- Identify major trends and historical periods and figures in civilization in order to relate past events to present issues;
- Demonstrate an awareness of the uses and limitations of different historical evidence;
- Use appropriate tools and resources to conduct an inquiry into a current issue from a historical/cultural perspective;
- Evaluate their own historical tradition and heritage.
Course syllabi are available at http://ge.hkbu.edu.hk/courses/gchc/.
Values and the Meaning of Life (3 units)
Courses in this category aim to engage students in reflection on moral beliefs and practices, through inquiry into questions of ethics and morality as presented in one or more philosophical and/or religious traditions. These courses will help students to identify, understand and reflect on ethical issues, and to articulate, assess and defend moral judgments in an informed and thoughtful way. After completing a course in this category, students should be able to:
- Demonstrate an understanding of the concepts and theories behind ethical issues in one or more philosophical and/or religious traditions;
- Reason and argue about moral beliefs and practices, by questioning and evaluating the reasons for and against adopting particular moral concepts, theories and practices;
- Apply ethical reasoning to concrete dilemmas of the sort they are likely to encounter in real life;
- Explain their personal values and beliefs, and appreciate value systems different from their own.
Course syllabi are available at http://ge.hkbu.edu.hk/courses/gcvm/.
University Life (0 unit)
Workshops and activities in this programme aim to enhance students’ capabilities to face challenges and find solutions that come from academic or work environment. After completing this programme, students should be able to:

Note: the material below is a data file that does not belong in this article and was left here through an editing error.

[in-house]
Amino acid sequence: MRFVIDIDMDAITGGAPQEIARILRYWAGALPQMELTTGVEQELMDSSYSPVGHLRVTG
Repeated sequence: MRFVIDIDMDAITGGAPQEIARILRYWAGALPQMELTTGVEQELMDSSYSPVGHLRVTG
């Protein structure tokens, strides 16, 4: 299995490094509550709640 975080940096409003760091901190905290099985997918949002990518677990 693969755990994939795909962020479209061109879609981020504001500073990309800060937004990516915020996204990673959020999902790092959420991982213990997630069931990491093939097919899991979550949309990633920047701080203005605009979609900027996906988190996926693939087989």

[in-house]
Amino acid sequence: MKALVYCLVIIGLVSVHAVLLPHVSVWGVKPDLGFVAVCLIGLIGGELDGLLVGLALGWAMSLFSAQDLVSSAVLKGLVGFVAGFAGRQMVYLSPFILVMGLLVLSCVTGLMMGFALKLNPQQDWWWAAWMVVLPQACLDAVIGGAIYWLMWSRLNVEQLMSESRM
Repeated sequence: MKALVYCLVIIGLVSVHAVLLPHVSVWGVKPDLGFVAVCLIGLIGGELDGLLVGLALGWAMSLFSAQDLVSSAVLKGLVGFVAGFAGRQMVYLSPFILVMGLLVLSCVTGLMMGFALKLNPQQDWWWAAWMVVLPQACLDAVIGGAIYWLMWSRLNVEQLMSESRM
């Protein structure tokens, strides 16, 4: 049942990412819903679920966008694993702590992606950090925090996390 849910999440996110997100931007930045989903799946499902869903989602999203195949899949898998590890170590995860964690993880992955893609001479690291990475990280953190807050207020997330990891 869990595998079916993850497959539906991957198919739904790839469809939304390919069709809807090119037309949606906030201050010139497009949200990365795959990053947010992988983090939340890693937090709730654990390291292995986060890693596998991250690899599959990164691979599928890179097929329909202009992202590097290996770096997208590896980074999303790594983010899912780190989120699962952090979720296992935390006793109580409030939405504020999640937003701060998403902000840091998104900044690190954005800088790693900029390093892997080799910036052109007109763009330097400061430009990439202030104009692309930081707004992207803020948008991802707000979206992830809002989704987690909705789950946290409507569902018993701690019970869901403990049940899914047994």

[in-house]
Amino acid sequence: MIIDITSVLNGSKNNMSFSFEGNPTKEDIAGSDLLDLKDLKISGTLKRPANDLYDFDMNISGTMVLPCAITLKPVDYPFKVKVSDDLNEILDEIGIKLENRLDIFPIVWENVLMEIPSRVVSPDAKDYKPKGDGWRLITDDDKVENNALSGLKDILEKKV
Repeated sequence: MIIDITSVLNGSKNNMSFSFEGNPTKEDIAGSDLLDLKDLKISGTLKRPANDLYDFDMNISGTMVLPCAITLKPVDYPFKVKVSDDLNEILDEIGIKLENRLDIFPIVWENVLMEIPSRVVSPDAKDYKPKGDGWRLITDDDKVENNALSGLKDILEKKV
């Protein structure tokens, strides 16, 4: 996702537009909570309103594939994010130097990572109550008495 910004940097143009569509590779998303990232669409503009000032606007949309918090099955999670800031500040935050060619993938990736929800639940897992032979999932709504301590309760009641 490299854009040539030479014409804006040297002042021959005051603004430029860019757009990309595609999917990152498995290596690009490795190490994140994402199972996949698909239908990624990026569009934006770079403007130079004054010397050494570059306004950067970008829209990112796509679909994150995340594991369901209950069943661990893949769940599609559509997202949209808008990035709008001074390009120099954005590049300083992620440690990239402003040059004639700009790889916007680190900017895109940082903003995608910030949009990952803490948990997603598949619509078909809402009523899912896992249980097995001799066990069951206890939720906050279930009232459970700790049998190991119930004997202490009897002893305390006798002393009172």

- Acquire the skills and knowledge that help them adapt to the new life at the University;
- Examine issues of academic integrity and global citizenship with an awareness of their communities;
- Develop leadership skills, communication skills and team work spirit that can be applied to their daily life;
- Plan activities that foster their academic and professional development;
- Evidence a better understanding of the Whole Person Education and the Graduate Attributes of the University.
Detailed requirements are available at http://ge.hkbu.edu.hk/ge-programme/ulife/.
|II)||Distribution Requirements||12 units|
The aim of the Distribution Requirements is to broaden the scope of students’ learning by having them pursue areas of knowledge outside of their major discipline. The identified Areas of Learning include: Arts, Business, Communication/Visual Arts, Science/Chinese Medicine, and Social Sciences. Students are required to take one course in each of the four areas outside of their own Faculty/School/Academy of Visual Arts, for a total of 12 units. Students may also take interdisciplinary courses to fulfill the Distribution Requirements. Interdisciplinary courses are listed for two (or more) areas of learning. Students have to decide which area (outside of their own Faculty/School/Academy of Visual Arts) they would like the course to fulfil.
Area of Learning
Courses in this category aim to foster an appreciation of the height and depth of human achievement through its literature, language, performance, culture and thought. Courses will stress critical thinking skills, creativity, and the reflection on the role of the Arts and Humanities in society. After completing a course in this category, students should be able to:
- Identify and explain the critical elements and principles that define one or more of fields of inquiry in the Arts and Humanities;
- Evidence a broader understanding of the place of the Arts and Humanities in human history and experience;
- Demonstrate a sensitivity to the importance of the Arts and Humanities in enhancing whole person education;
- Analyse one or more major works/art forms, or utilize sets of skills in the Arts and Humanities.
Course syllabi are available at http://ge.hkbu.edu.hk/courses/gdar/.
Courses in this category aim to enhance students’ understanding of the role of business and management principles in shaping contemporary human experience. After completing a course in this category, students should be able to:
- Explain key principles underlying business and management decisions;
- Apply business and management concepts and/or economic principles in analysing business issues;
- Evaluate business, management, or economic activities using the principles learned in the course.